The subway obsession in Toronto has been seriously problematic, causing demands for vastly expensive tunnels far from downtown, when median-running would get a lot more for a lot less.

Ben Smith

NCarlson, median based LRT can be given signal priority to improve speed and performance to that of grade separated solutions.

Here are some videos I posted on a forum with signal priority done right:

http://urbantoronto.ca/showthread.php?12557-Videos-of-Light-Rail-RAPID-Transit

Mike

It should be noted that this Transit City Bus Frequent Service map is not really anythign new for the TTC and Toronto. The routes listed on this map and many others not on this map, already offer frequent service with a bus every 10 minutes or less. Plus countless others which offer a bus every 15 minutes or less.

Frequency is the hallmark of the TTC system, and even in the suburban areas which is most areas on that map, buses already come very often.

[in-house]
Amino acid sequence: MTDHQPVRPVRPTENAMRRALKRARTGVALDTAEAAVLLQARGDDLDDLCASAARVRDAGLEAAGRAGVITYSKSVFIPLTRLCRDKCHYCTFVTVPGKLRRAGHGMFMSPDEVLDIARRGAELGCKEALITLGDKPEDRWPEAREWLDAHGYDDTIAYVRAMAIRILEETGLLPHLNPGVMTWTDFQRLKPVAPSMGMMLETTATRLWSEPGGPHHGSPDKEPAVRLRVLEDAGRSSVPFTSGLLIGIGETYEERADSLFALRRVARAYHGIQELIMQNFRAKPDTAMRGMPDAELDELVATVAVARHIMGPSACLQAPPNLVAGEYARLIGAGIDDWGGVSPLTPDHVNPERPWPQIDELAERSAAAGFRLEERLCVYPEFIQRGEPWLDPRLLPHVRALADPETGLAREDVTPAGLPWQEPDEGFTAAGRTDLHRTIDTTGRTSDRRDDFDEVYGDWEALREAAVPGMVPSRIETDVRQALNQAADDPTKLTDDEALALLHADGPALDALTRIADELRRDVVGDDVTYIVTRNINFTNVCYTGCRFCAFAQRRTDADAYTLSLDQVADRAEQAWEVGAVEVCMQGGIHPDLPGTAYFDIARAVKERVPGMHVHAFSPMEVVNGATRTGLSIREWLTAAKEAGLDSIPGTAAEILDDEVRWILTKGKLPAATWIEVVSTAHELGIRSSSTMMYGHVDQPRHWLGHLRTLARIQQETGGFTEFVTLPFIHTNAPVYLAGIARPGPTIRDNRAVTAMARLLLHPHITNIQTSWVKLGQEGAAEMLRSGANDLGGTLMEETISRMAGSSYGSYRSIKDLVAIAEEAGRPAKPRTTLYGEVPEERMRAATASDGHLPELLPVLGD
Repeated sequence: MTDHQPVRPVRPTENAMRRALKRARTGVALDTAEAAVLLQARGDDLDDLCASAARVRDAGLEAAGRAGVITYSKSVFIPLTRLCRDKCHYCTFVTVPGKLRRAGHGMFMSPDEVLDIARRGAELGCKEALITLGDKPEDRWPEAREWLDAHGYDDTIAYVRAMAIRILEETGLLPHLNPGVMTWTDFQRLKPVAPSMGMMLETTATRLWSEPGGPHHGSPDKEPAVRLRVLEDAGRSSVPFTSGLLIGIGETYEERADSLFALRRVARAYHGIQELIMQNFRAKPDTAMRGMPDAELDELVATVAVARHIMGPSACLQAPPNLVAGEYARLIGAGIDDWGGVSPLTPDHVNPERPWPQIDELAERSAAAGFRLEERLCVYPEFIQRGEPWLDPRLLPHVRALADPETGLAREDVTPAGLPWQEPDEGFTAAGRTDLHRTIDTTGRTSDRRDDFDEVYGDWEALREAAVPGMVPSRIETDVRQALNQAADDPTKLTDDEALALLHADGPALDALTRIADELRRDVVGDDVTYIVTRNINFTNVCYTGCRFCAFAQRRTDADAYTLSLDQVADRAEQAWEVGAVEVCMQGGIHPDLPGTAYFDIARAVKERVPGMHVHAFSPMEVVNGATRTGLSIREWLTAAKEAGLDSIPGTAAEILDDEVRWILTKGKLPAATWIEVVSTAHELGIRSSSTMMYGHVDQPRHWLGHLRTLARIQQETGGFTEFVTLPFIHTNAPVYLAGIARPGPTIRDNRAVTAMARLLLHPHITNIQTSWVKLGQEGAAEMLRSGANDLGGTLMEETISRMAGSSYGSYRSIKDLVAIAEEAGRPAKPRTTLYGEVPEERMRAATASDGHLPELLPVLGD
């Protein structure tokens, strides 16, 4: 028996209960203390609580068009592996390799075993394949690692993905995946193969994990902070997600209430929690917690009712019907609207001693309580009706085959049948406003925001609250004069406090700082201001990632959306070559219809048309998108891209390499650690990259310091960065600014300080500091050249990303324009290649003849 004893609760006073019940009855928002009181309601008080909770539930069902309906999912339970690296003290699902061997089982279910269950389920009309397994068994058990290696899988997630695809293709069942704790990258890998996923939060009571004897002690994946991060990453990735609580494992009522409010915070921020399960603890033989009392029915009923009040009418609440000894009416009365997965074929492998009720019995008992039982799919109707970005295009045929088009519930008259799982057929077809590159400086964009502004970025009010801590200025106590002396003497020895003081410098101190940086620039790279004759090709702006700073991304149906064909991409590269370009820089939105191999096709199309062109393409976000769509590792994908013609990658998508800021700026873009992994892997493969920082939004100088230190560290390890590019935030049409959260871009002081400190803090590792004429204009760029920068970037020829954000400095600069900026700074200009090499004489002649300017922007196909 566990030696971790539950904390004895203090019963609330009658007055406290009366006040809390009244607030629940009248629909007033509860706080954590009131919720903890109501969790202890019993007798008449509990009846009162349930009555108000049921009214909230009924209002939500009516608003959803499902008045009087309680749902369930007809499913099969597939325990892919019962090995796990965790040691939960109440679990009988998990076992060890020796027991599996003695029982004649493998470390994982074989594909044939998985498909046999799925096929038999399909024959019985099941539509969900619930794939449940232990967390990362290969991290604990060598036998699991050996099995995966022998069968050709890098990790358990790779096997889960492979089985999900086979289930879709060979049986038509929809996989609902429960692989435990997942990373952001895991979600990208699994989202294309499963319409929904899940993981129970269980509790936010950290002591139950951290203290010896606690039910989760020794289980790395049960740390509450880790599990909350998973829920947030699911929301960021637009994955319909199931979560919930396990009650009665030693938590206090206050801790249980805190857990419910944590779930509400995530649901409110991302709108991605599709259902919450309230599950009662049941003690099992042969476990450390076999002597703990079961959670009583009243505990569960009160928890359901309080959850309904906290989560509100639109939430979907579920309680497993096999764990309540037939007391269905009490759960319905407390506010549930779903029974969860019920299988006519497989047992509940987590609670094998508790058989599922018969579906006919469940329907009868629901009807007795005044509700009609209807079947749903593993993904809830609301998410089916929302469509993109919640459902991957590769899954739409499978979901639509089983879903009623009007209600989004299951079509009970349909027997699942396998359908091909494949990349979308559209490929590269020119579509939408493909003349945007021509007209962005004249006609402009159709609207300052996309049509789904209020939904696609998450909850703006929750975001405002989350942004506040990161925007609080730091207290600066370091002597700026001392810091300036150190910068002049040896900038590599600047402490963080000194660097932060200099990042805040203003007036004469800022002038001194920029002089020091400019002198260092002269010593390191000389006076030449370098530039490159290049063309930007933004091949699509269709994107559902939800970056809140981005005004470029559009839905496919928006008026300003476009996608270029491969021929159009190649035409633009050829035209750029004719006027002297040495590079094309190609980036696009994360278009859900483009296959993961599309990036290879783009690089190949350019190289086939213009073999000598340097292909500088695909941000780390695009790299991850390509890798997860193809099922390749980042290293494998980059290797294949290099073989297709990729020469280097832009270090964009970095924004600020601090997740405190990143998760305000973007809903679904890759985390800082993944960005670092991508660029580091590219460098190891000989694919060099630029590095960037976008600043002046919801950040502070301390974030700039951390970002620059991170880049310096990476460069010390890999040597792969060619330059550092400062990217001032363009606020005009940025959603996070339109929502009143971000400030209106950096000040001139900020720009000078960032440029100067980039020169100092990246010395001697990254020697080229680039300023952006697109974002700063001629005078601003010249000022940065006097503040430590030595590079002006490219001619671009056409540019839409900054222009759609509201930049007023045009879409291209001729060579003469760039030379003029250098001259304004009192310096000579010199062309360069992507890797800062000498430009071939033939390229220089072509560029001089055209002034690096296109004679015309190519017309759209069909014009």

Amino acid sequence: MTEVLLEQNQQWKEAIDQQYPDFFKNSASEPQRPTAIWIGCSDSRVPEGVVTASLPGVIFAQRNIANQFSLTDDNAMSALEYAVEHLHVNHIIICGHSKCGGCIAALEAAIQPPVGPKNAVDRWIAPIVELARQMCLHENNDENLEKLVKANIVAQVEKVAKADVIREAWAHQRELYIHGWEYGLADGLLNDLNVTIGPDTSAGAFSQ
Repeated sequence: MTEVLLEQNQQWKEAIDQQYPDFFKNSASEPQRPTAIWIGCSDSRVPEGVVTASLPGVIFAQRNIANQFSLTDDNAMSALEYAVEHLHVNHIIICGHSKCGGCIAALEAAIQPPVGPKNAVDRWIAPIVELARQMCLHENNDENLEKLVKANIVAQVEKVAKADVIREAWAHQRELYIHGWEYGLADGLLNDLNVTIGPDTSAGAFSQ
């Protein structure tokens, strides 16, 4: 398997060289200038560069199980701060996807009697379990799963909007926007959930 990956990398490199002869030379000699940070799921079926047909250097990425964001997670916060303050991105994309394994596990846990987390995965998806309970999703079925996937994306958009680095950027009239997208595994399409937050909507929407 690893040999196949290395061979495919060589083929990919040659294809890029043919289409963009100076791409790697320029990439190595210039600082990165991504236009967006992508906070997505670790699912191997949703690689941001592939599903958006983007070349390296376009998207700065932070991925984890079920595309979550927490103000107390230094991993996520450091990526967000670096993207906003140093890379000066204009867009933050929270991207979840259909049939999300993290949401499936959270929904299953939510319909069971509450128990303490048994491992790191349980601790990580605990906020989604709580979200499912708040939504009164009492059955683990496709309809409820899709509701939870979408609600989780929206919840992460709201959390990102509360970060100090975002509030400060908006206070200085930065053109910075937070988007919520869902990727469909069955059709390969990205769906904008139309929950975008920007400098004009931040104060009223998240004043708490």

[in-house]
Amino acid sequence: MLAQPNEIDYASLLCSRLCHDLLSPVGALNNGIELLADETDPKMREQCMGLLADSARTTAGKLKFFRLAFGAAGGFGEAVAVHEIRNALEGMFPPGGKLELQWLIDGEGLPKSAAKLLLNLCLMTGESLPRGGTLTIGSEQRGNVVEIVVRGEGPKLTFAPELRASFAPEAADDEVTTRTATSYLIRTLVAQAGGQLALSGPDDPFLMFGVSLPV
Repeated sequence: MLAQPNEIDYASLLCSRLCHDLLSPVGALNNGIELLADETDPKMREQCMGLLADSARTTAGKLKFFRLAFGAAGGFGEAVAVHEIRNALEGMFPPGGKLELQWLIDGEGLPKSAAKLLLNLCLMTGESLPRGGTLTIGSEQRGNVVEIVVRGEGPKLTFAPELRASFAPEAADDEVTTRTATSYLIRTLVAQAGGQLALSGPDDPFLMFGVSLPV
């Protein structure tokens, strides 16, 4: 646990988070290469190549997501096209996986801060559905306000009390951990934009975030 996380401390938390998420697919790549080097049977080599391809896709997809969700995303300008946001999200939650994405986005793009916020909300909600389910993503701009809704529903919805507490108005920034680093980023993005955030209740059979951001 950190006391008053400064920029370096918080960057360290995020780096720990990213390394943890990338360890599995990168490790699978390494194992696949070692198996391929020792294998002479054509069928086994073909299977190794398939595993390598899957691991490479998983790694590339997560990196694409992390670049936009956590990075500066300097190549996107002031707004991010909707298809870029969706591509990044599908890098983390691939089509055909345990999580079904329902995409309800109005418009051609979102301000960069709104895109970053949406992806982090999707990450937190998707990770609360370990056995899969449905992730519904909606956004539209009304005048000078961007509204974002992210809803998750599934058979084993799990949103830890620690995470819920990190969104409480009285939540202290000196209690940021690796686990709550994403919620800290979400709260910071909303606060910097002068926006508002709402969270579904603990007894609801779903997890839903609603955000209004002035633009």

There are really very few areas in the TTC network where frequent service is not already provided.

So this Transit City bus plan is great. But really the buses already operate on a frequent basis and most Toronto residents know that.
This is more just a marketing thing than anything else.
I live on the 95 York Mills bus for example. And it already opeartes service every 2-10 minutes during most times, with late evening service every 15 minutes. The only gap is on weekends when Sunday evening service is about every 15 minutes. And Saturdays when it is every 10-12 minutes.

R Wightman

I notice that while the TTC has included unbuilt Transit City LRT lines it has not included any of the on street streetcar lines like King Queen etc. I believe all of these except Kingston Road and the west end of Queen, which is shown as a transit line which has a tentative completion date in the late 20's.I have ceased to be amazed at the TTC's ability to ignore what is there while reaming up new ideas.